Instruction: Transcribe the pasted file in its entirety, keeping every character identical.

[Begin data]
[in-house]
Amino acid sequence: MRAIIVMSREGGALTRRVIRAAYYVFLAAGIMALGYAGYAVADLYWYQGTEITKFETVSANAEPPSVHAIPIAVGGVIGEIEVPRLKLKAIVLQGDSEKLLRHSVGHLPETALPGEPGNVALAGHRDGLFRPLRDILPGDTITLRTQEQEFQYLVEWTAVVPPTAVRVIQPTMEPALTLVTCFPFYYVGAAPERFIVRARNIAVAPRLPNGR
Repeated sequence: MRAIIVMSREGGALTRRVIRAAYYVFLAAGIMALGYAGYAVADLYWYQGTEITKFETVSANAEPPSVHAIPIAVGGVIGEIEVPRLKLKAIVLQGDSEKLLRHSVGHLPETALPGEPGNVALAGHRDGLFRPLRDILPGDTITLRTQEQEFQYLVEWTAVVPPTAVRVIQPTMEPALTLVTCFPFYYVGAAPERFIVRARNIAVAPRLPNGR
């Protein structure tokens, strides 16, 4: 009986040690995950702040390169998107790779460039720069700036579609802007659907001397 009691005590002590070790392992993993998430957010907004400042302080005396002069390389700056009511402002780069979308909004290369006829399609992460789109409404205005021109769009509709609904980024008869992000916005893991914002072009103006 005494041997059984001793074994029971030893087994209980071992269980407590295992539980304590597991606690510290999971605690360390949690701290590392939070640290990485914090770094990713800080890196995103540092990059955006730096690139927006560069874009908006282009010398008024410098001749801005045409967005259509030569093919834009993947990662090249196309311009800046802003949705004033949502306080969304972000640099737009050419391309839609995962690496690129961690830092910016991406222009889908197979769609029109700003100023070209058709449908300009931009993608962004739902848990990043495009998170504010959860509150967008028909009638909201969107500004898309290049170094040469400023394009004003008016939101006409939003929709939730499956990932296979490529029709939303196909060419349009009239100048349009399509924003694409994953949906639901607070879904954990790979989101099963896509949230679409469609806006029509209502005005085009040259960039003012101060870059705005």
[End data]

[in-house]
Amino acid sequence: MRAIIVMSREGGALTRRVIRAAYYVFLAAGIMALGYAGYAVADLYWYQGTEITKFETVSANAEPPSVHAIPIAVGGVIGEIEVPRLKLKAIVLQGDSEKLLRHSVGHLPETALPGEPGNVALAGHRDGLFRPLRDILPGDTITLRTQEQEFQYLVEWTAVVPPTAVRVIQPTMEPALTLVTCFPFYYVGAAPERFIVRARNIAVAPRLPNGR
Repeated sequence: MRAIIVMSREGGALTRRVIRAAYYVFLAAGIMALGYAGYAVADLYWYQGTEITKFETVSANAEPPSVHAIPIAVGGVIGEIEVPRLKLKAIVLQGDSEKLLRHSVGHLPETALPGEPGNVALAGHRDGLFRPLRDILPGDTITLRTQEQEFQYLVEWTAVVPPTAVRVIQPTMEPALTLVTCFPFYYVGAAPERFIVRARNIAVAPRLPNGR
């Protein structure tokens, strides 16, 4: 009986040690995950702040390169998107790779460039720069700036579609802007659907001397 009691005590002590070790392992993993998430957010907004400042302080005396002069390389700056009511402002780069979308909004290369006829399609992460789109409404205005021109769009509709609904980024008869992000916005893991914002072009103006 005494041997059984001793074994029971030893087994209980071992269980407590295992539980304590597991606690510290999971605690360390949690701290590392939070640290990485914090770094990713800080890196995103540092990059955006730096690139927006560069874009908006282009010398008024410098001749801005045409967005259509030569093919834009993947990662090249196309311009800046802003949705004033949502306080969304972000640099737009050419391309839609995962690496690129961690830092910016991406222009889908197979769609029109700003100023070209058709449908300009931009993608962004739902848990990043495009998170504010959860509150967008028909009638909201969107500004898309290049170094040469400023394009004003008016939101006409939003929709939730499956990932296979490529029709939303196909060419349009009239100048349009399509924003694409994953949906639901607070879904954990790979989101099963896509949230679409469609806006029509209502005005085009040259960039003012101060870059705005």